Amazon.com: 10 reviews
6 of 7 people found the following review helpful
It's fun to read the ideas of real academics writing in ... 11 July 2014
By James Hall - Published on Amazon.com
Format: Hardcover Verified Purchase
This is an unapologetic scholarly tome. It's fun to read the ideas of real academics writing in the way books were written before the 20 second jottings of the internet. Start anywhere and enjoy thinking about some very interesting ideas. Since it is a real book, I think actually having pages in front of you will suit best. If there is someone who has both the book and the Kindle edition I would like for that person to comment, but I feel that the actual volume is the way to use this book.
5 of 6 people found the following review helpful
The noosphere revealed 14 July 2014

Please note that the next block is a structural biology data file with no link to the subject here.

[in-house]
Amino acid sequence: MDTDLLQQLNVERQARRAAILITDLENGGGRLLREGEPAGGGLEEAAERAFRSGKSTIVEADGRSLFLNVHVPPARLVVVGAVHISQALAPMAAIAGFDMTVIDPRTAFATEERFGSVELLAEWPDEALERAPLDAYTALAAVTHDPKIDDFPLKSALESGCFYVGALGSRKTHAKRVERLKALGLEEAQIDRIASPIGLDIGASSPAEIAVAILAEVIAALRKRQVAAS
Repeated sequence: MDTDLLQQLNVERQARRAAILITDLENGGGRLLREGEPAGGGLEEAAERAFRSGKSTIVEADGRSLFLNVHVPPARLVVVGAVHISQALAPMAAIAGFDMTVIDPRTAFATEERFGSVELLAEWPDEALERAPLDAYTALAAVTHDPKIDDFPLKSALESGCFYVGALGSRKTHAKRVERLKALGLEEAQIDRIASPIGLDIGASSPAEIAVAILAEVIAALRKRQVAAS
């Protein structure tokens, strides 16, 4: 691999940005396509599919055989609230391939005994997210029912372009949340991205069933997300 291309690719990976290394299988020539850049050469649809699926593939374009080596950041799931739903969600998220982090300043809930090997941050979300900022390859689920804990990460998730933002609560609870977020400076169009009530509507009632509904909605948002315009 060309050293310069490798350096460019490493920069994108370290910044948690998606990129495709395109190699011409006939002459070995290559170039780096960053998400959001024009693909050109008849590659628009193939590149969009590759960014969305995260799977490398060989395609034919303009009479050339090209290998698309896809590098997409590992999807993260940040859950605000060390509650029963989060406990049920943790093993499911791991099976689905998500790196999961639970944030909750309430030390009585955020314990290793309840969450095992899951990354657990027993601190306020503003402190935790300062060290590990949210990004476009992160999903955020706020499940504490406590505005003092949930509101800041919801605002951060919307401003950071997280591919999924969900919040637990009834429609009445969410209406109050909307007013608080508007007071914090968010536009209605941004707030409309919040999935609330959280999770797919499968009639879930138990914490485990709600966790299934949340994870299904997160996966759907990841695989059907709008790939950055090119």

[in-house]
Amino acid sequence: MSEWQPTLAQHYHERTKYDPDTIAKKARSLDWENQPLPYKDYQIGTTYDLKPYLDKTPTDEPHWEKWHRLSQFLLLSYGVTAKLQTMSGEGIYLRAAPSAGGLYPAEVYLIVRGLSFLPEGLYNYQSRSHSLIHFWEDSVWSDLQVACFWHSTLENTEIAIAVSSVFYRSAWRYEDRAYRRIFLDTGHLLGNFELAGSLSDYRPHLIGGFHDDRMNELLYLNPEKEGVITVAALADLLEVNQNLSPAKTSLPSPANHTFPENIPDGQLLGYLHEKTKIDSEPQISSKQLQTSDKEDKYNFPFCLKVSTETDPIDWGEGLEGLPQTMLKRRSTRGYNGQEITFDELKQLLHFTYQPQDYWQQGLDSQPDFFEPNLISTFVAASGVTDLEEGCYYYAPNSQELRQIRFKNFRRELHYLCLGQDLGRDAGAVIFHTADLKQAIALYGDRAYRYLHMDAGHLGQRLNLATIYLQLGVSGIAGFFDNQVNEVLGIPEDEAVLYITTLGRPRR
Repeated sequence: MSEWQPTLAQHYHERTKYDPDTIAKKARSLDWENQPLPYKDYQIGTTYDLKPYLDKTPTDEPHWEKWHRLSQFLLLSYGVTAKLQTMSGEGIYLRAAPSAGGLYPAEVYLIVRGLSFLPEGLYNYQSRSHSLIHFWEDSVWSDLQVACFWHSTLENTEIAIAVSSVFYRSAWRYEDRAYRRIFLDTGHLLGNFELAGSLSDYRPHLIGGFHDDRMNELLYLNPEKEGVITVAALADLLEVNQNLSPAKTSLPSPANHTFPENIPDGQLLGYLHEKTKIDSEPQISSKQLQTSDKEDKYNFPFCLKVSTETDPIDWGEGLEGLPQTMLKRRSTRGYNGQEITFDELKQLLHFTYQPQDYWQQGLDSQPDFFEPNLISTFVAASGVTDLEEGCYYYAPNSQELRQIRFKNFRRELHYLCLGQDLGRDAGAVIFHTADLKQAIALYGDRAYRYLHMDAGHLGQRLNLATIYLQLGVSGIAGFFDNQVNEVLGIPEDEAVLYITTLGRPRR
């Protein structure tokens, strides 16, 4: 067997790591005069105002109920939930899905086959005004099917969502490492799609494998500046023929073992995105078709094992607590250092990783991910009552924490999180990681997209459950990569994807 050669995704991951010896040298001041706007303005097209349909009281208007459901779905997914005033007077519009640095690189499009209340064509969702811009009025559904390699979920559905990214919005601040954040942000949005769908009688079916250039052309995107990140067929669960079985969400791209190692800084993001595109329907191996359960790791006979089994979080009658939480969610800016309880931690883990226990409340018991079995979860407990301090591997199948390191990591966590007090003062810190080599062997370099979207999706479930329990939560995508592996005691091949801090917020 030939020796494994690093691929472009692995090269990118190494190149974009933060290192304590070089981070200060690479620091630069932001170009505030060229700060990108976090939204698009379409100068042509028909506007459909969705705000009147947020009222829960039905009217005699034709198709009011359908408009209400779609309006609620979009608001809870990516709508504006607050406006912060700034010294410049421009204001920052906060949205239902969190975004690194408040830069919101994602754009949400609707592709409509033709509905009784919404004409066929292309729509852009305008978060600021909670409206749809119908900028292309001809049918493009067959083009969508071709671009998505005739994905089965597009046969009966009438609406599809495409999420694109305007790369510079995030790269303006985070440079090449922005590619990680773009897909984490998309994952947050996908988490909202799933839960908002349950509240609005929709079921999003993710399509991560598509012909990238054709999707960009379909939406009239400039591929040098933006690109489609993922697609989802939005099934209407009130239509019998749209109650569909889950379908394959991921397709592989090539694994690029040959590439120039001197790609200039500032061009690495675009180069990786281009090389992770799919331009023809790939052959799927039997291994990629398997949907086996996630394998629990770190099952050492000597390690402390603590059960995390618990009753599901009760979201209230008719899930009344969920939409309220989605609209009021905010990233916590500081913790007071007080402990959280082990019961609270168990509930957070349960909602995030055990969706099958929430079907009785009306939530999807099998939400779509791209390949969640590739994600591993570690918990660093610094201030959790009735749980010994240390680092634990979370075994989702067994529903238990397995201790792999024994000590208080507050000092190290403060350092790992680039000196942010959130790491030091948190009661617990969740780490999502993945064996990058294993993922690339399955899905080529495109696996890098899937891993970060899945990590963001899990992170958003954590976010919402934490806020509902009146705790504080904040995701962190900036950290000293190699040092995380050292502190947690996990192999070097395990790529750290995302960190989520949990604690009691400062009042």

By Robert macdonald - Published on Amazon.com
Format: Kindle Edition Verified Purchase
More stars than you make available - the Milky Ways worth.
The svarupa of aporia. Apocalyptic. Discrepancy revealed. Fun.
5 of 6 people found the following review helpful
A fundamental reference book 26 Jun 2014
By Thilo Ullmann-Zahn - Published on Amazon.com
Format: Hardcover Verified Purchase
Covers most of the questions that you could come up with, and leads you into long garden paths of reflection.
4 of 5 people found the following review helpful
This is a wonderful volume--full of great essays about words that are generally ... 24 July 2014
By Eric J. Cassell - Published on Amazon.com
Format: Hardcover Verified Purchase